About the Author(s)

Yousif F. Dawood Email symbol
Department of Ophthalmology, College of Medicine, University of Anbar, Anbar, Iraq

Department of Ophthalmology, Ibn Al Haitham Teaching Eye Hospital, Baghdad, Iraq

Ammar F. Issa symbol
Department of Ophthalmology, Ibn Al Haitham Teaching Eye Hospital, Baghdad, Iraq

Jenna Ophthalmic Center, Baghdad, Iraq

Essam S. Faraj symbol
Department of Ophthalmology, Ibn Al Haitham Teaching Eye Hospital, Baghdad, Iraq


Dawood YF, Issa AF, Faraj ES. Impact of surgical experience on early post-operative regional corneal thickness after phacoemulsification. Afr Vision Eye Health. 2021;80(1), a572. https://doi.org/10.4102/aveh.v80i1.572

Original Research

Impact of surgical experience on early post-operative regional corneal thickness after phacoemulsification

Yousif F. Dawood, Ammar F. Issa, Essam S. Faraj

Received: 15 Apr. 2020; Accepted: 11 Sept. 2020; Published: 15 Feb. 2021

Copyright: © 2021. The Author(s). Licensee: AOSIS.
This is an Open Access article distributed under the terms of the Creative Commons Attribution License, which permits unrestricted use, distribution, and reproduction in any medium, provided the original work is properly cited.


Background: Currently, phacoemulsification is a very common cataract surgical procedure in which the lens is emulsified and aspirated from the eye through a small corneal incision.

Aim: To compare early regional corneal thickness changes following phacoemulsification done by experienced surgeons versus trainee surgeons.

Setting: A prospective cohort study was done at Ibn Al Haitham tertiary eye hospital in Baghdad, Iraq.

Methods: The data were collected for 5 months, from 01 March 2018 until 31 July 2018. Adult patients undergoing phacoemulsification and intraocular lens surgery were prospectively evaluated and divided into two groups. Group 1 comprised those operated by experienced surgeons, whilst Group 2 patients were operated by trainee surgeons. Slit lamp examination and endothelial specular microscopy were assessed with the measurement of central corneal thickness (CCT) and peripheral corneal thickness (PCT), using Scheimpflug imaging (Pentacam).

Results: There was a significant statistical difference in post-operative CCT between Groups 1 and 2, being 596.72 ± 50.69 µm compared to 631.54 ± 67.84 µm in Groups 1 and 2, respectively, with a mean difference of 34.82 µm (p = 0.000). More difference was observed in post-operative PCT (148.38 µm) as it was 734.8 ± 88.55 µm in the experienced group, compared to 883.18 ± 128.43 µm in the trainee group (p = 0.005).

Conclusion: Phacoemulsification done by trainee surgeons was associated with higher CCT and PCT.

Keywords: phacoemulsification; cataract; central corneal thickness; peripheral corneal thickness; cumulative dissipated energy.


The development of phacoemulsification surgery has resulted in a trend towards improved visual acuity with optimal safety and minimum invasiveness.1,2 Patient expectations have increased in conjunction with this trend. Therefore, faster recovery of visual acuity after the phacoemulsification has become important.3 This quick visual recovery may be attributed to several factors, including minimal inflammatory process, accurate intraocular lens calculations in addition to corneal clarity, which depends on minimal endothelial damage/stress.4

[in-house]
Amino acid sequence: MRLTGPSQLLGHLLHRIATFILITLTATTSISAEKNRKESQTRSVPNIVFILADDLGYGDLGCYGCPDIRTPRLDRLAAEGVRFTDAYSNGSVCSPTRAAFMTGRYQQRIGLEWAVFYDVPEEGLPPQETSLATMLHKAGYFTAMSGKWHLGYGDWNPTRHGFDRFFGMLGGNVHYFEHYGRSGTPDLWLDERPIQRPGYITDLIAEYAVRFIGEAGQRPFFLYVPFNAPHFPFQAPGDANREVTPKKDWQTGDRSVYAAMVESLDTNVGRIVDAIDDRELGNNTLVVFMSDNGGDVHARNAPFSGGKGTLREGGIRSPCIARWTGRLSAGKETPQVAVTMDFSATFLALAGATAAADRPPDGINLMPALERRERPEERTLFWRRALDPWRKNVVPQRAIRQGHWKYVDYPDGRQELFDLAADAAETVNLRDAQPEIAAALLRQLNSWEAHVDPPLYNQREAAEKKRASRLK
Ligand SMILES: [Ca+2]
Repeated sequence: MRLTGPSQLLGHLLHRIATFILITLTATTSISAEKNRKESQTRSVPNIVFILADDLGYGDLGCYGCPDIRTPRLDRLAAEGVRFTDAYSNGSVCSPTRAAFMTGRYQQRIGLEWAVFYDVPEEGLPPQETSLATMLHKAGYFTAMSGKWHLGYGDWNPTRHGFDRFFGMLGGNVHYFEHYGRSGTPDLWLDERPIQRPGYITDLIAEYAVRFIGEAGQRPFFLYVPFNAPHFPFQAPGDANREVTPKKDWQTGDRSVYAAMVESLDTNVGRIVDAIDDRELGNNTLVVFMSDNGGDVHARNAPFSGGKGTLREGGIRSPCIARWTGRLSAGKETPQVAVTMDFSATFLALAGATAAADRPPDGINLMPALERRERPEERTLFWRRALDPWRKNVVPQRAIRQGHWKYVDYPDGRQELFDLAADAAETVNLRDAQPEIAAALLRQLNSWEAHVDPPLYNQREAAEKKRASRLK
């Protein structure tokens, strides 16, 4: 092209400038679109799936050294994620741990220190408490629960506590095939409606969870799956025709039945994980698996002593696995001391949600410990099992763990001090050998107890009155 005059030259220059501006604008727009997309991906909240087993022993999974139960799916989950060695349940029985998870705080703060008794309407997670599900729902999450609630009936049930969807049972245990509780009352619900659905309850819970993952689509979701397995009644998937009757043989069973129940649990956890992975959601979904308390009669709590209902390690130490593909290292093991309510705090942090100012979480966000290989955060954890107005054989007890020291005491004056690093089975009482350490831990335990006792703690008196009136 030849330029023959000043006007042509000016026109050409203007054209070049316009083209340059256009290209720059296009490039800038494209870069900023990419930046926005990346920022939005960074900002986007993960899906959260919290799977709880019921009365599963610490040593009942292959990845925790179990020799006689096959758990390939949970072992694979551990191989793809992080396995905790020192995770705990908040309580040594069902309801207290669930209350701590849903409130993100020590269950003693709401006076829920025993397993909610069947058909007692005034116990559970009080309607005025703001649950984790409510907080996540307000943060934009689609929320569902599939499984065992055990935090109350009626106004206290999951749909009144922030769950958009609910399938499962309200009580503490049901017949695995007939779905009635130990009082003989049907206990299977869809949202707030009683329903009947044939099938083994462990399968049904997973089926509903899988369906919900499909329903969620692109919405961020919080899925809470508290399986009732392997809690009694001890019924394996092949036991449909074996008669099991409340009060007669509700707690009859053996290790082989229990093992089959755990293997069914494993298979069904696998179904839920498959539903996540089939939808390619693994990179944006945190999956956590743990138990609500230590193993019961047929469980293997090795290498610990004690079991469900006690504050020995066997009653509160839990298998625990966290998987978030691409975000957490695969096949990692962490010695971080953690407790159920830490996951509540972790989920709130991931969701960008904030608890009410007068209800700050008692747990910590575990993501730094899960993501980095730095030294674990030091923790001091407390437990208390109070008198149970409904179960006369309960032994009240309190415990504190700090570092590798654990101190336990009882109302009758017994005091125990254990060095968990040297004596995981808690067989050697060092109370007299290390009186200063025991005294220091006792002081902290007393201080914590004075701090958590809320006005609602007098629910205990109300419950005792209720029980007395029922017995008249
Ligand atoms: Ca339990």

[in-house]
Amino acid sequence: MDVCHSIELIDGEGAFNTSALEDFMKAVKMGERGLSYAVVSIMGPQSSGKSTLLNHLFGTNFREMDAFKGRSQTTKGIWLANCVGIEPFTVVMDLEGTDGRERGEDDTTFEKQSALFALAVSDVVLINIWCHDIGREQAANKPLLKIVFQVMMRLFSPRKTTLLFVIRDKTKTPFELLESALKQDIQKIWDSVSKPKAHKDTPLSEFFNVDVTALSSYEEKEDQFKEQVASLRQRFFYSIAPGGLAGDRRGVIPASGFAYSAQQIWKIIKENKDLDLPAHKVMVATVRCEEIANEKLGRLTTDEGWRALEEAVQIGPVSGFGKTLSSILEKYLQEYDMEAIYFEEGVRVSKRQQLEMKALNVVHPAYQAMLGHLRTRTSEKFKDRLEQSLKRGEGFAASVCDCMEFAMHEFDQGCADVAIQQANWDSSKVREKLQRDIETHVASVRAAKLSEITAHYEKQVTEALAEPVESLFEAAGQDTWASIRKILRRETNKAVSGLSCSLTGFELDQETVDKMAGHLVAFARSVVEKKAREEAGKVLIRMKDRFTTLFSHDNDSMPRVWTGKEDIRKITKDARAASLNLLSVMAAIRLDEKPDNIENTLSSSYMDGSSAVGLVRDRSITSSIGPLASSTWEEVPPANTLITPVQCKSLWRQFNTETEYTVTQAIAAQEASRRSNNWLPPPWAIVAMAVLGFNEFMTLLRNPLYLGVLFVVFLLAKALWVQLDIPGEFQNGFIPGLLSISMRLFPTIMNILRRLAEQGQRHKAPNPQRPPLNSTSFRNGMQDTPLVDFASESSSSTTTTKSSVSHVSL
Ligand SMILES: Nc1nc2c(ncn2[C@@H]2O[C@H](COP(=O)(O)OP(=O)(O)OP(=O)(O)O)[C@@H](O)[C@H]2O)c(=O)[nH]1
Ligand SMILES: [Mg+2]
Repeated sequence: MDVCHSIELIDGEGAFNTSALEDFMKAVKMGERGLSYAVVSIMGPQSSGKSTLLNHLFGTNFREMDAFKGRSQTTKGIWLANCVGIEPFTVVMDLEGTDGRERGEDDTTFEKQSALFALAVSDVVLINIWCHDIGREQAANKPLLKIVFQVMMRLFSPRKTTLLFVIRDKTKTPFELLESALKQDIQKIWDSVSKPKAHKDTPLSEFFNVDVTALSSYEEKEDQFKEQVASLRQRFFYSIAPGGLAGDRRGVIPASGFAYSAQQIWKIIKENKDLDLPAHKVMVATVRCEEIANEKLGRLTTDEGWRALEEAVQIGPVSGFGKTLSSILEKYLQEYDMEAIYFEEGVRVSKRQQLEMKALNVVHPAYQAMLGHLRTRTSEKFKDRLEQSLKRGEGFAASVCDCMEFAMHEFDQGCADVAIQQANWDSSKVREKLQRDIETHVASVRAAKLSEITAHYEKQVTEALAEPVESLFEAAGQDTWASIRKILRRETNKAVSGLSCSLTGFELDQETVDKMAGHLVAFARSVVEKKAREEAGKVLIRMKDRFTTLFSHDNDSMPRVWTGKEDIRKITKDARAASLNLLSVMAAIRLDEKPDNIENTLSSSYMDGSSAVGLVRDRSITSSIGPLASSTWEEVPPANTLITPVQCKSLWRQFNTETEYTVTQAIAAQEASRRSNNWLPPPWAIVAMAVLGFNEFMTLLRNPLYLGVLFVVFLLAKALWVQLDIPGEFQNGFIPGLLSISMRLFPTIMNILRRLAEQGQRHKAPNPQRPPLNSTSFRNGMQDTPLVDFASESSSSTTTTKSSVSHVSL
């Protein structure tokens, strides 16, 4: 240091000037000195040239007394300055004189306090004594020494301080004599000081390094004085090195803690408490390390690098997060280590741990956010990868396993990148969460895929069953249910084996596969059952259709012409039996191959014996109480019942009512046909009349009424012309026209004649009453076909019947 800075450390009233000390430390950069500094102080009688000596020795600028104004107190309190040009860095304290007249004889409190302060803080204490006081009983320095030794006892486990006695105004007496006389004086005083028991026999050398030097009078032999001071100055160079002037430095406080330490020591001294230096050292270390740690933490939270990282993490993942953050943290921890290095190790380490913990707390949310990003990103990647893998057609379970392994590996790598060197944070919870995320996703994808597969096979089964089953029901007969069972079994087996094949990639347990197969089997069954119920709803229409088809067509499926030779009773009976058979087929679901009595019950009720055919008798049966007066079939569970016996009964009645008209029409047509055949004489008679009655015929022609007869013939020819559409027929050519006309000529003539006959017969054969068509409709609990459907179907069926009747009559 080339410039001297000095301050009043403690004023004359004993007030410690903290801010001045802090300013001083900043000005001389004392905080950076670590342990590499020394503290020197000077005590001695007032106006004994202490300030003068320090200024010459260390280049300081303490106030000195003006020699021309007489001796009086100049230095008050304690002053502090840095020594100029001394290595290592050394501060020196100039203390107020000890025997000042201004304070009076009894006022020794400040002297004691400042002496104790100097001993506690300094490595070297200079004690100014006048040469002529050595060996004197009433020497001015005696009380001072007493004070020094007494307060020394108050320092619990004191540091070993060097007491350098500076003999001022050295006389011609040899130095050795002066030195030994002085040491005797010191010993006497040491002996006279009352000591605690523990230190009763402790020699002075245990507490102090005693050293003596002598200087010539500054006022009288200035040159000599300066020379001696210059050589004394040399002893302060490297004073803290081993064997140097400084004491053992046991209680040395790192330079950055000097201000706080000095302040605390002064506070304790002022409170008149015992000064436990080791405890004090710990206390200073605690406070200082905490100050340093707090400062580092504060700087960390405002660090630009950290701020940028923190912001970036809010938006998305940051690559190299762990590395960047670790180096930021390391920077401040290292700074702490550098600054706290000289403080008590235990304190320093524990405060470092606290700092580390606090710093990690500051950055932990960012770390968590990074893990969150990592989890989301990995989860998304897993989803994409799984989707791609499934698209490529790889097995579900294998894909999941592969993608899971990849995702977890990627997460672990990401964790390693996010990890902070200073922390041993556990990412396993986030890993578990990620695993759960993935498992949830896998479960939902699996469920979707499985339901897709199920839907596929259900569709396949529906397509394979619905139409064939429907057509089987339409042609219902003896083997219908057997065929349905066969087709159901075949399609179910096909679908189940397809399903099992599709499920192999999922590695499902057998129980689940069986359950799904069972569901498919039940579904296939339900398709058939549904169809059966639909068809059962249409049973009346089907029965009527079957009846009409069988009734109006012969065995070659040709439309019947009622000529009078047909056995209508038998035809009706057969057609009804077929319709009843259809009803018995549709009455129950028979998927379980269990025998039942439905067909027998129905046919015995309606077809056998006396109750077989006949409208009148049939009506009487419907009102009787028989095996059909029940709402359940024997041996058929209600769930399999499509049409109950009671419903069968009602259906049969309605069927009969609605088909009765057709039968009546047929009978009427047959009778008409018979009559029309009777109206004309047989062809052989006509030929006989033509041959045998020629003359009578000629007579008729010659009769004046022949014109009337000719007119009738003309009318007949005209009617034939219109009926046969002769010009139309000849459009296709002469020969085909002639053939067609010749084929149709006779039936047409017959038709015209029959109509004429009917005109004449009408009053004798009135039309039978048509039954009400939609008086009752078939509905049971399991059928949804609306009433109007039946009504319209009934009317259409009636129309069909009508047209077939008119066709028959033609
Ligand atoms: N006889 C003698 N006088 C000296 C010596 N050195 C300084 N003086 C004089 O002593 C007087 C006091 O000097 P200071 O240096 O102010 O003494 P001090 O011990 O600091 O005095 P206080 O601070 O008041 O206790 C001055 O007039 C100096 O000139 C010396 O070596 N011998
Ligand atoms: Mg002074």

Factors reported to cause damage to the endothelium include the amount of used ultrasound energy, collision of lens nucleus fragments with the corneal endothelium,5 air bubbles6 or a localised temperature rise,7 causing endothelial cell loss. In most cases, it is a short-lived phenomenon that presents as early and transient post-operative corneal oedema, which is a significant factor in hindering early visual recovery.8 If endothelial cell loss persists and cell count falls below a threshold of 500 cells per square millimeter, bullous keratopathy can occur.9

Regarding peripheral cornea, endothelial damage is a relatively common minor complication usually associated with the corneal incision (anterior or shelved incision), misdirected stream of fluid and viscoelastics that gains entry into the space between the stroma and Descemet’s membrane by causing Descemet’s membrane detachment.10,11

Corneal swelling increases light back-scattering, which results in reduction of contrast sensitivity and increased susceptibility to glare.12 This adverse event is of particular concern amongst -post-operative patients because it directly influences final post-operative corneal transparency, which in turn can affect visual acuity.13

Surgeon experience may play a crucial role in preventing this early post-operative corneal oedema resulting from endothelial stress through efficient use of energy, minimal traumatic techniques for lens material removal, shorter operative time and shorter ultrasound time.9,14 During the learning curve, a trainee doctor is more likely to use longer phacoemulsification time and higher average ultrasound power and to require prolonged surgery time.15 There is an evidence that early introduction of cataract surgery training has the potential to improve the phacoemulsification learning curve and reduce complication rate of resident-performed surgeries.16